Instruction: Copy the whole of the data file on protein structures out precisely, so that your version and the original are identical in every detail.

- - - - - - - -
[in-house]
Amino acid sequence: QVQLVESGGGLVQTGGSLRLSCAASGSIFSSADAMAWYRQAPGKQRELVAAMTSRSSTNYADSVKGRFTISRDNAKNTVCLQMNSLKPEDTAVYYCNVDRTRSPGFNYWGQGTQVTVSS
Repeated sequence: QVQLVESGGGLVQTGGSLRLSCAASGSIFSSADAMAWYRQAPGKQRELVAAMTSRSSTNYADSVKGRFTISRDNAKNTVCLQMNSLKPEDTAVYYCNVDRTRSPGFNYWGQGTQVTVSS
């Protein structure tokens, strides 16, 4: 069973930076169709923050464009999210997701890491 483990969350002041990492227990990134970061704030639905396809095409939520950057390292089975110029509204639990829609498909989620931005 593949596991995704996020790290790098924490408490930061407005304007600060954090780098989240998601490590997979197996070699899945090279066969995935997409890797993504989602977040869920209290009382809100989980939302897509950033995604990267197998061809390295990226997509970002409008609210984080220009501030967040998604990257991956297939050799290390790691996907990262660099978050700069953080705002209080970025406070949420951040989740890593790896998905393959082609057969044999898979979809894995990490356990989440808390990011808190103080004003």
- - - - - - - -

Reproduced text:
[in-house]
Amino acid sequence: QVQLVESGGGLVQTGGSLRLSCAASGSIFSSADAMAWYRQAPGKQRELVAAMTSRSSTNYADSVKGRFTISRDNAKNTVCLQMNSLKPEDTAVYYCNVDRTRSPGFNYWGQGTQVTVSS
Repeated sequence: QVQLVESGGGLVQTGGSLRLSCAASGSIFSSADAMAWYRQAPGKQRELVAAMTSRSSTNYADSVKGRFTISRDNAKNTVCLQMNSLKPEDTAVYYCNVDRTRSPGFNYWGQGTQVTVSS
């Protein structure tokens, strides 16, 4: 069973930076169709923050464009999210997701890491 483990969350002041990492227990990134970061704030639905396809095409939520950057390292089975110029509204639990829609498909989620931005 593949596991995704996020790290790098924490408490930061407005304007600060954090780098989240998601490590997979197996070699899945090279066969995935997409890797993504989602977040869920209290009382809100989980939302897509950033995604990267197998061809390295990226997509970002409008609210984080220009501030967040998604990257991956297939050799290390790691996907990262660099978050700069953080705002209080970025406070949420951040989740890593790896998905393959082609057969044999898979979809894995990490356990989440808390990011808190103080004003």